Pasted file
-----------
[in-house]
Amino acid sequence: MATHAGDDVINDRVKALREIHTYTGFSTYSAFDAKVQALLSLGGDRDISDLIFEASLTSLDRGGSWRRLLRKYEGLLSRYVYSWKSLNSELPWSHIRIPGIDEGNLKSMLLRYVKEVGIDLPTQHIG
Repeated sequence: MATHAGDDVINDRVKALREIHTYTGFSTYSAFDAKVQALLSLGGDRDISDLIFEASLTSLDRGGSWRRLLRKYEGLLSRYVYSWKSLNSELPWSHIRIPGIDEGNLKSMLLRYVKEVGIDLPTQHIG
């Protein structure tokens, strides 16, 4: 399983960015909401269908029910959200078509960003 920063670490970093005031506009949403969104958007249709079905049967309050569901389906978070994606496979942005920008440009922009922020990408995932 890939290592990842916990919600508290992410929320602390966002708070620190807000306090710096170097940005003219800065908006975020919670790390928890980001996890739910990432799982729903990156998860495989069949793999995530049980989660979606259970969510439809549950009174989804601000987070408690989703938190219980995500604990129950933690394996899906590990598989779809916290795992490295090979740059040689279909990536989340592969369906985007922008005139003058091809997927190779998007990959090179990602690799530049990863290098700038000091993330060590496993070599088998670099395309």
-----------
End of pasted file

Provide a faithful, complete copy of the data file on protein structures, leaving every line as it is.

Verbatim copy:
[in-house]
Amino acid sequence: MATHAGDDVINDRVKALREIHTYTGFSTYSAFDAKVQALLSLGGDRDISDLIFEASLTSLDRGGSWRRLLRKYEGLLSRYVYSWKSLNSELPWSHIRIPGIDEGNLKSMLLRYVKEVGIDLPTQHIG
Repeated sequence: MATHAGDDVINDRVKALREIHTYTGFSTYSAFDAKVQALLSLGGDRDISDLIFEASLTSLDRGGSWRRLLRKYEGLLSRYVYSWKSLNSELPWSHIRIPGIDEGNLKSMLLRYVKEVGIDLPTQHIG
């Protein structure tokens, strides 16, 4: 399983960015909401269908029910959200078509960003 920063670490970093005031506009949403969104958007249709079905049967309050569901389906978070994606496979942005920008440009922009922020990408995932 890939290592990842916990919600508290992410929320602390966002708070620190807000306090710096170097940005003219800065908006975020919670790390928890980001996890739910990432799982729903990156998860495989069949793999995530049980989660979606259970969510439809549950009174989804601000987070408690989703938190219980995500604990129950933690394996899906590990598989779809916290795992490295090979740059040689279909990536989340592969369906985007922008005139003058091809997927190779998007990959090179990602690799530049990863290098700038000091993330060590496993070599088998670099395309």